Peter Doherty: Stranger in My Own Skin


If ever there was a tortured, talented soul it would be Pete Doherty. Since the limelight clung tight to him and his fellow band mates The Libertines since their inception in 1997, it's been trained on him ever since.

This documentary follows the singer from those early days, up until now.

But it’s worth bearing in mind that it is a documentary lacking any kind of objectivity, shot as it is by his Peter Doherty and The Puta Madres band member, and now wife, Katia De Vidas.

boom reviews Peter Doherty: Stranger in My Own Skin
So someone broke into the flat but didn't steal anything, just dumped their rubbish with mine.

To that end, as you would expect, it’s very sympathetic towards the charismatic singer. It certainly doesn’t shy away from his well documented drug habit, that it could be argued has overshadowed his musical talent. But you get more a sense of Doherty as a suffering victim in that scenario, who was completely possessed by his addiction. There is one telling scene where the singer even admits “someone might come and save me”, which could be construed as a cry for help, but at the same time could be meant that he’s not prepared to do anything about it himself. And certainly the amount of times he put off attending rehab lends itself to the latter theory.

It’s a curious documentary; on one hand it’s clearly subjective, being its filmed by someone who loves her subject – quite literally – but at the same time, the filmmaker keeps interaction with Doherty to a bare minimum throughout. So it’s neither a reliable objective take, nor is it a personal insight into their relationship. The result is therefore a curious no man’s land of a film, that all embraces his addiction, and reveals very little else.

boom reviews Peter Doherty: Stranger in My Own Skin
Unfortunately I can't dunk a bikkie as I'm addicted to those to...

There is also little sign of the dark side of the singer, of which they’re a various examples of, that don’t feature here. Such as allegedly squirting blood – presumably his own – at an MTV Germany film crew in 2006. Or getting a three-month suspended sentence for “violence while intoxicated” in 2019.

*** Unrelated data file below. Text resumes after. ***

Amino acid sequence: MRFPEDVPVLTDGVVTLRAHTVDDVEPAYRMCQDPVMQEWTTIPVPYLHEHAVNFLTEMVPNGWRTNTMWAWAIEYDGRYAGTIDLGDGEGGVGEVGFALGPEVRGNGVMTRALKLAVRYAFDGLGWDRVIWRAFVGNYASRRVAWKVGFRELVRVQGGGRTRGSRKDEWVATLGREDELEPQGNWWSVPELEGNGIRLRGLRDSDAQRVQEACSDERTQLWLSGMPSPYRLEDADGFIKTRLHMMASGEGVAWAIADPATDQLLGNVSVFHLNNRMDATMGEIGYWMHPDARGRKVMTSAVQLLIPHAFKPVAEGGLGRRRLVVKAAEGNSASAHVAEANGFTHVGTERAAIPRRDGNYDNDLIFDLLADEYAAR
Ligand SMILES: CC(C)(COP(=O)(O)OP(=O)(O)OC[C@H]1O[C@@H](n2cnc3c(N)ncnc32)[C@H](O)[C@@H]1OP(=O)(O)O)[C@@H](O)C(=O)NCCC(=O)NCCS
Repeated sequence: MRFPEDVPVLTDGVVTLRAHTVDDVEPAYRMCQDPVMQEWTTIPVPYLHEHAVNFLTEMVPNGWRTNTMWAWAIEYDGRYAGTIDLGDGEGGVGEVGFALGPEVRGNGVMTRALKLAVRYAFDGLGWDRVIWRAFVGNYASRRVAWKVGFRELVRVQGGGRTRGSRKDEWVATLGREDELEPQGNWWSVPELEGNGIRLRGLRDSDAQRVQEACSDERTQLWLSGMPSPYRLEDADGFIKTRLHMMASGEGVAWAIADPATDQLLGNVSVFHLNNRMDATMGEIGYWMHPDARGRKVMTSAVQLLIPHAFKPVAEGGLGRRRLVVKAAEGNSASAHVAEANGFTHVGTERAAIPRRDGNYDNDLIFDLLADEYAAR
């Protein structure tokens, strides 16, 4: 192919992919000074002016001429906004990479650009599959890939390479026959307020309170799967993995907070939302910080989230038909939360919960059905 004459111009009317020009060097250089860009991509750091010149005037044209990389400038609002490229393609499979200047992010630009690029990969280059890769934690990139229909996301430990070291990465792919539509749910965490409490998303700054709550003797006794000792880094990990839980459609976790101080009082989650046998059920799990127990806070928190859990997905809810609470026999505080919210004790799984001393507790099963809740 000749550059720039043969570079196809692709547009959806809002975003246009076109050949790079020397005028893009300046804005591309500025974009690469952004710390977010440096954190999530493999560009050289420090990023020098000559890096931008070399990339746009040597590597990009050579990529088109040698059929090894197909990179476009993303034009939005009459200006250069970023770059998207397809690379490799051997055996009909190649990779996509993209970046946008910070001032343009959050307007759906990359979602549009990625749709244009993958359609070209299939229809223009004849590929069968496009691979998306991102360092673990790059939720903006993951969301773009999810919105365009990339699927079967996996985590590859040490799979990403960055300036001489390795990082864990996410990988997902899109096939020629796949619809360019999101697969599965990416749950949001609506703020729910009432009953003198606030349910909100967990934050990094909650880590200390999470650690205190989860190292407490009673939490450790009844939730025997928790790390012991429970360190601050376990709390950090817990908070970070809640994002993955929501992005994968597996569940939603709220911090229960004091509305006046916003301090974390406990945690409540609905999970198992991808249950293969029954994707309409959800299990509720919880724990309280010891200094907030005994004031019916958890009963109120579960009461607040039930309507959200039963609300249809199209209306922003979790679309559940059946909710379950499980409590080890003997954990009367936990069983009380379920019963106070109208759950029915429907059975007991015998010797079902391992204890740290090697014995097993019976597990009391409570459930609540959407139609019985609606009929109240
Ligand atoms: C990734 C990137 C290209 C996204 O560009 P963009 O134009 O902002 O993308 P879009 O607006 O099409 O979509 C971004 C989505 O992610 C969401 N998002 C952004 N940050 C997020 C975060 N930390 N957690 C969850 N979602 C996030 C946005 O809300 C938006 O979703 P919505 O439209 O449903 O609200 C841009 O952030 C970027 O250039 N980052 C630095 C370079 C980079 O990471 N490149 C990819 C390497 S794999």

Or the mysterious deaths that have followed him around, such as Robin Whitehead, who was to make a film about Doherty, but ended up dying from a suspected overdose in the Hackney flat she had been filming the star in, in 2010. Or the well documented death of Mark Blanco, covered by both Newsnight and a recent Channel 4 documentary, about Mark Blanco, who attended a party at Doherty’s friend’s flat in Whitechapel, who fell to his death from the flat’s balcony, with CCTV footage of Doherty fleeing soon after, and although never proven legally, new evidence was leaning to him being pushed by someone at the party.

Contributions from others are also thin on the ground; you would have at least expected a sit down with his fellow Libertine Carl Barat, who you would imagine knows him all too well, but nothing.

So although this film doesn’t exactly show him as being squeaky clean, it is by no means a definitive documentary. It could also be argued that it’s also on the deceptive side, as at no time is it made clear that there is a relationship between filmmaker and subject, merely hinted at.

Perhaps what it does showcase is his unquestionable talent as a musician and wordsmith, who still managed to produce an impressive body of work despite his addiction, or maybe, sadly, due to it.

So despite some revealing scenes, it’s a documentary that sadly doesn’t tell us anything we don’t already know about the singer, with the main take away being that he’s a creative force controlled by his addictions.

Feeling like a filmed diary more than anything else, it’s likely to satisfy only die-hard fans, but considering the film-makers relationship to her subject, it does come across as a missed opportunity. What a waste-r.

Doherty may well feel a stranger in his own skin, if the film’s title is to be believed, but the feeling is sadly mutual after watching it.

we give this two out of five